Seaweeds dominate the primary production of coastal environments. This large biomass is mainly constituted
by polysaccharides. But marine algal polysaccharides display a huge chemical diversity and greatly differ in composition and structure from their terrestrial counterparts. Several algal polysaccharides (e.g. agars, carrageenans, alginates...) are already widely used in various industries. To develop novel, high-value products from algal biomass, there is an urgent need for specific enzymes modifying the structure and thus the biological
and/or physicochemical properties of these biopolymers.
The most promising sources of such enzymes are marine heterotrophic bacteria which use seaweeds as a source
of nutrients. Our group is developing Zobellia galactanivorans as a model marine bacterium for studying the bioconversion of algal polysaccharides. The sequencing of the genome of Z. galactanivorans has confirmed its huge capacity for polysaccharide utilization, with the presence of 141 glycoside hydrolases and 72 sulfatases. We have already started to exploit these genomic data. Using phylogenetic and comparative genomic approaches, we have also discovered novel families of enzymes involved in the degradation of algal polysaccharides In depth structural and biochemical analyses of these new polysaccharidases have revealed that Z. galactinovorans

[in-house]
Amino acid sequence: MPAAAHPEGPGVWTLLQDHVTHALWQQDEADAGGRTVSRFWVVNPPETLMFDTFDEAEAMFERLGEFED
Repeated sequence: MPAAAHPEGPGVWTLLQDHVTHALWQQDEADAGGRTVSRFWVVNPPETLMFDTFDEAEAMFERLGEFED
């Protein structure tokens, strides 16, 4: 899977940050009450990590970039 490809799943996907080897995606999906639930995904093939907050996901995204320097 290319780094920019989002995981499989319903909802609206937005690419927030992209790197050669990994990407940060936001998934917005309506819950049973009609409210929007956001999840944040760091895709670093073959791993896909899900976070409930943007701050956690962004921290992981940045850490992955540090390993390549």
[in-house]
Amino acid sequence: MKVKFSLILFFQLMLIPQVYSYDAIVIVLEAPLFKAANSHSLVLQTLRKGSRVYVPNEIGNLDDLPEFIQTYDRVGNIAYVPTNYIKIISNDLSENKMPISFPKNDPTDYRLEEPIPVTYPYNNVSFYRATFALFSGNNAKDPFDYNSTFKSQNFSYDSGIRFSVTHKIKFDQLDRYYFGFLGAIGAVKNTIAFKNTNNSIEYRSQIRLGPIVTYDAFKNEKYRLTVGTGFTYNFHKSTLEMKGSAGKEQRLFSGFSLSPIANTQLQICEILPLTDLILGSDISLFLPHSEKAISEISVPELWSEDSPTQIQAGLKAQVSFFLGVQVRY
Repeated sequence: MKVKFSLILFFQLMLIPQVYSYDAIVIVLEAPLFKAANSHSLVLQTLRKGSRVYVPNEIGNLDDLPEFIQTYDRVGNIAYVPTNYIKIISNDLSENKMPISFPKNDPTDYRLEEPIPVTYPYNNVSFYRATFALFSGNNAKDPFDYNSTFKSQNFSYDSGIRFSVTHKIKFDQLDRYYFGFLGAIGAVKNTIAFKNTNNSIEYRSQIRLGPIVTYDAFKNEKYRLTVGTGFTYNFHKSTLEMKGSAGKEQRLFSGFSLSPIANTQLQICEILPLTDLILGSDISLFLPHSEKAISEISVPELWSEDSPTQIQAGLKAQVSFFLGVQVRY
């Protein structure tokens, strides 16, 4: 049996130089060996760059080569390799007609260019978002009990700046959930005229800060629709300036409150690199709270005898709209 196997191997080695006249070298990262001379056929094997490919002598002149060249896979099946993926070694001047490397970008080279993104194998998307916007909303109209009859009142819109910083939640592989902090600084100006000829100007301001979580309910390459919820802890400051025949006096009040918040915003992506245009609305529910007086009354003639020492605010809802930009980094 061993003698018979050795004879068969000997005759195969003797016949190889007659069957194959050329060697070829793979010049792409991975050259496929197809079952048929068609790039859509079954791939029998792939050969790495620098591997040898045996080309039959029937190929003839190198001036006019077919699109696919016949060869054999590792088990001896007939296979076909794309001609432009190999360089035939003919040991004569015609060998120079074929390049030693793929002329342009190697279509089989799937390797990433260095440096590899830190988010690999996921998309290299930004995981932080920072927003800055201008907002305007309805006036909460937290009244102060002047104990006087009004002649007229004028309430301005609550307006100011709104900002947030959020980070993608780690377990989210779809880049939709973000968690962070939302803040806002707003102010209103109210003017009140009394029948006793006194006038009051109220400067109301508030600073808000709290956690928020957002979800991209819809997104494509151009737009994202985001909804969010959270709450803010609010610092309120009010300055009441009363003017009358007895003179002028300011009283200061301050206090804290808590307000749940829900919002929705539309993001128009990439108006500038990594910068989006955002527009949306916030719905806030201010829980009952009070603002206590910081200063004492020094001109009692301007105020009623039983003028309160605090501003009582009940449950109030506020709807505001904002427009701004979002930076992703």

possesses a complex systems to deconstruct the cell wall of brown and red algae.
Altogether, these works have
enlightened the richness of marine bacteria as sources of original enzymes and the necessity to combine genomic
and classical biochemical approaches to discover these enzymatic tools needed for the valorization of algal biomass.